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What are Stripe Payment Links?
Recently, Stripe announced a new no-code option to accept payments in the form of payment links. Instead of configuring a backend, designing a checkout page, and creating a payment intent to accept payments, Stripe users can now use the Stripe dashboard to quickly sell a product or subscription with a Stripe-hosted link. I'll provide a brief walkthrough later on, but let's focus on how an inspiring founder or entrepreneur can utilize payment links to quickly iterate on and validate an idea.
Who should use Stripe Payment Links?
For example, if you're a founder looking to test an idea for an agency or side-project, you'll likely need to use Stripe to accept payments. Stripe has maintained a strong relationship with developers given the breadth of their API and variety of integrations. However, creating a Stripe payment link allows entrepreneurs to simply send a payment link via email or text to accept credit cards without the need for a website. This enables anyone to start a business with just a social media account or email address!
In all honesty, I'm a little surprised Stripe had not introduced this feature sooner. If you recall, last year Stripe introduced checkout sessions so developers could easily redirect users to Stripe-hosted checkout pages. It's an awesome feature that removes any concern about whether your checkout page is trustworthy. However, it still required a little bit of backend work to configure the checkout page. Of course, payment links go a step further without the need to code at all. It's a simple no-code solution that seemingly expands on the idea of Stripe as an all-in-one payment platform.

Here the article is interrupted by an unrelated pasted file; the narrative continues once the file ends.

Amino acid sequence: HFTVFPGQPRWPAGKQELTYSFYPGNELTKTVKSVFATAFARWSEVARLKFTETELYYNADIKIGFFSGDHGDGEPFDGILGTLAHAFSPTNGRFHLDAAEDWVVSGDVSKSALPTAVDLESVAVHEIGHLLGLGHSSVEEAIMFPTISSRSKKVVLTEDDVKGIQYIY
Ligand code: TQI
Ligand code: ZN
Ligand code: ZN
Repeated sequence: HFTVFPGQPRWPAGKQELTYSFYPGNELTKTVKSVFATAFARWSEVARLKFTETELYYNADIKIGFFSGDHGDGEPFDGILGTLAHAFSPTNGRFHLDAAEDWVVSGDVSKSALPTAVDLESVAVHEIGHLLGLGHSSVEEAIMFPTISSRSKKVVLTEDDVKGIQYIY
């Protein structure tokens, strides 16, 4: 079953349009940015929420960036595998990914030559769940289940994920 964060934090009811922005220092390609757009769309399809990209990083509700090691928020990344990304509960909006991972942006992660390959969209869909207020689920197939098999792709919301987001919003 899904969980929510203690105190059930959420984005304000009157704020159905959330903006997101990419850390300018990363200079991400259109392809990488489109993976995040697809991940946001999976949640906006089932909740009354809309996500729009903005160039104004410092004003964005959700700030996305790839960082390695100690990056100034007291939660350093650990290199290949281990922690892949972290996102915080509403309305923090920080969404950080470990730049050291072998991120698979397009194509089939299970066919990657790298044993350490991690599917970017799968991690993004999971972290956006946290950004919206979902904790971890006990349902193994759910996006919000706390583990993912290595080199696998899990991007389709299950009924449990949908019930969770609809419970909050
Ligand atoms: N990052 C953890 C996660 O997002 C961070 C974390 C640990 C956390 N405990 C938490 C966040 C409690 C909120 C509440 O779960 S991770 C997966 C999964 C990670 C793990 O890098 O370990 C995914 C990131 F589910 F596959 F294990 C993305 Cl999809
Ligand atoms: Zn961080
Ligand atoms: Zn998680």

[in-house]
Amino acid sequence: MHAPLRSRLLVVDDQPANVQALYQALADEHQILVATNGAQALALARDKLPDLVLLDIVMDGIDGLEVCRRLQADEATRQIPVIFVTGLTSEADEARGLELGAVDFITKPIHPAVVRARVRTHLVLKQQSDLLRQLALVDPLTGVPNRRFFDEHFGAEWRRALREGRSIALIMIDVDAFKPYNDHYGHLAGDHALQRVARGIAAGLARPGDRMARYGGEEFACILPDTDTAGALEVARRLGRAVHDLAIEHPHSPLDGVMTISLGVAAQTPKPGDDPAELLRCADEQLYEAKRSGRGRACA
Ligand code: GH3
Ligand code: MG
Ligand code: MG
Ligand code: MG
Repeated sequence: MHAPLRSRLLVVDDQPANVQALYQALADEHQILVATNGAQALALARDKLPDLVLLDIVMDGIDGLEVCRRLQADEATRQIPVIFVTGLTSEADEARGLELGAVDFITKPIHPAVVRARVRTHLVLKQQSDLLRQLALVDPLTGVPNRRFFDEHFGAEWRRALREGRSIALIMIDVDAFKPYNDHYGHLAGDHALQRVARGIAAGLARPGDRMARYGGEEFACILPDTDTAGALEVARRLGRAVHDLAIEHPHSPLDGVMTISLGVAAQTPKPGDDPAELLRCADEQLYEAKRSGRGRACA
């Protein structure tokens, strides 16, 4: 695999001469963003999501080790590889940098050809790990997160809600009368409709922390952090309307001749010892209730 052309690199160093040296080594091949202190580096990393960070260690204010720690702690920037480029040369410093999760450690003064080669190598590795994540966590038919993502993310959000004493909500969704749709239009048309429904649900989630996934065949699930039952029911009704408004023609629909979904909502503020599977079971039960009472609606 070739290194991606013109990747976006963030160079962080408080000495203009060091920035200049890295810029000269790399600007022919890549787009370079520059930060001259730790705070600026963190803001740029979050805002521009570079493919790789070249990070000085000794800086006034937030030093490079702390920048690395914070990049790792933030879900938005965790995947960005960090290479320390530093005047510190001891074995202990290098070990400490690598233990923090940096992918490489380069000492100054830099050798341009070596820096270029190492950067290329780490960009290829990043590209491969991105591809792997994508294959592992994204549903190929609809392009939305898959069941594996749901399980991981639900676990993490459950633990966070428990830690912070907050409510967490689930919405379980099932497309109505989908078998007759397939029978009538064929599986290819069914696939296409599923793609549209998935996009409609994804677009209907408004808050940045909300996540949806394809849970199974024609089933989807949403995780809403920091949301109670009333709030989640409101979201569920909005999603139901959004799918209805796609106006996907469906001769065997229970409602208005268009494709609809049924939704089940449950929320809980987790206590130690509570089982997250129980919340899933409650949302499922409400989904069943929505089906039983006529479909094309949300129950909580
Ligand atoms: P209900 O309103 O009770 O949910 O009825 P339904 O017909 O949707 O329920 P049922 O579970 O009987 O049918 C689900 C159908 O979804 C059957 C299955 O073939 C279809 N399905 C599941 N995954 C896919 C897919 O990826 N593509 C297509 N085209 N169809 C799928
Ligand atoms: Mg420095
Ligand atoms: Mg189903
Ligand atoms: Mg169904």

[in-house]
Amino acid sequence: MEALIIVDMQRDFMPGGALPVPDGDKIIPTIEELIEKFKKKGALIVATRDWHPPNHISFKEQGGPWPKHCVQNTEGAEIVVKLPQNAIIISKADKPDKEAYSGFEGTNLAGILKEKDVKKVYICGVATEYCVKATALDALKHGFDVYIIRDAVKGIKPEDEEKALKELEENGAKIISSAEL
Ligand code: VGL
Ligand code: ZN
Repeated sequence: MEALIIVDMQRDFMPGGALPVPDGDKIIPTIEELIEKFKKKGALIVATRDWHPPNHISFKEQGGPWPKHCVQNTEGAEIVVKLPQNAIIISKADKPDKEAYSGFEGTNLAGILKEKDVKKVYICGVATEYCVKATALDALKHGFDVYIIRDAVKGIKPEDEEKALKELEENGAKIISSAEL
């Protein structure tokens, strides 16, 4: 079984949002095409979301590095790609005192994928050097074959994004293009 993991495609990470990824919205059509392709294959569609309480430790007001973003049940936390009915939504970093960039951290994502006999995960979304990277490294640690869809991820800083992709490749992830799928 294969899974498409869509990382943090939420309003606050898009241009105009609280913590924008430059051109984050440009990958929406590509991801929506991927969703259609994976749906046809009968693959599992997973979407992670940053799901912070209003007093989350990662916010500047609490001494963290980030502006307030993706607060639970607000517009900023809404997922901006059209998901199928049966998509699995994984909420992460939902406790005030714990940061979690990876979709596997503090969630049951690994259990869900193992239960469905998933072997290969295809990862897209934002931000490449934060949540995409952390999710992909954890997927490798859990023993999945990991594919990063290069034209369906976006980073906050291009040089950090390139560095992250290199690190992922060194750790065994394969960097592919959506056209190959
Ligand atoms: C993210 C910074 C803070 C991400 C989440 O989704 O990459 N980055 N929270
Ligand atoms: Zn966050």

Stripe Payment Links Tutorial
Let's quickly create a product in our Stripe dashboard to demonstrate how easy it is to set up a payment link.
1. Visit the Stripe dashboard and turn on "test mode" so you can enter a test credit card on the payment link
2. Select "Products" in the left-hand side-navigation. Then click "Add product"
3. Enter information about your product and set the price. For my example, I created a "Django deploy checklist", which we'll imagine is a pdf cheat sheet of important topics before deployment.
4. Click "Create payment link" after your product is created
5. Set payment link options. For the sake of this tutorial, we'll go with the default options. Then click "Create payment link" in the top-right corner
6. Check out your payment link! If you'd like to test the checkout page, then use 4242 4242 4242 4242 as the credit card.
That's it for creating a Stripe payment link. As you can see, it's a rather straightforward process that can be completed in about 5 minutes. With the ever-expanding creator economy, Stripe seems interested in adding more no-code tools to enable creators, not just developers, to accept payments. I'm curious to see how this affects competing products such as Gumroad. I did not see an option to upload an actual file like Gumroad, however, I'm sure you could automate this part with Zapier.
Django Stripe SaaS Boilerplate
Django and Stripe integrated together to create a SaaS boilerplate. Django authentication, static files, messages, forms, templates, URLs, …
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Can you include a section where Django can get data from Stripe using the payment link and see if the user is a subscriber or not?
You don't need to get the subscription from the payment link. Instead, just use the Stripe API to retrieve all current subscriptions. Visit the API docs for more info: https://stripe.com/docs/api/subscriptions/list
Also check out the dj-stripe package to sync subscriptions in your database automatically
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